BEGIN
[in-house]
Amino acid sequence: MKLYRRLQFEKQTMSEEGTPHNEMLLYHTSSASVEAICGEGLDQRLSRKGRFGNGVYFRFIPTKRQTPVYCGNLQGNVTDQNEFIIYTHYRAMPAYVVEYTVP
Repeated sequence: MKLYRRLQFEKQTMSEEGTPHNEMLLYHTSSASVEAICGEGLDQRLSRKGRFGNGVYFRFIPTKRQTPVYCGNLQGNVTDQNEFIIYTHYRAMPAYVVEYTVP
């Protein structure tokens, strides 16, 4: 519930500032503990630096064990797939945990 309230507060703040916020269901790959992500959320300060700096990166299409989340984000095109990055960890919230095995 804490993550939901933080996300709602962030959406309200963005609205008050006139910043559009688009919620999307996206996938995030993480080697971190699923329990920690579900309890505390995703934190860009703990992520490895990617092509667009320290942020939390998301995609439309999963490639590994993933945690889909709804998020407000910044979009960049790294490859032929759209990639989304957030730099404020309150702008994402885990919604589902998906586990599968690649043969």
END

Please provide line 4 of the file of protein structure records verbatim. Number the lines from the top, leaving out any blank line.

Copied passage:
């Protein structure tokens, strides 16, 4: 519930500032503990630096064990797939945990 309230507060703040916020269901790959992500959320300060700096990166299409989340984000095109990055960890919230095995 804490993550939901933080996300709602962030959406309200963005609205008050006139910043559009688009919620999307996206996938995030993480080697971190699923329990920690579900309890505390995703934190860009703990992520490895990617092509667009320290942020939390998301995609439309999963490639590994993933945690889909709804998020407000910044979009960049790294490859032929759209990639989304957030730099404020309150702008994402885990919604589902998906586990599968690649043969």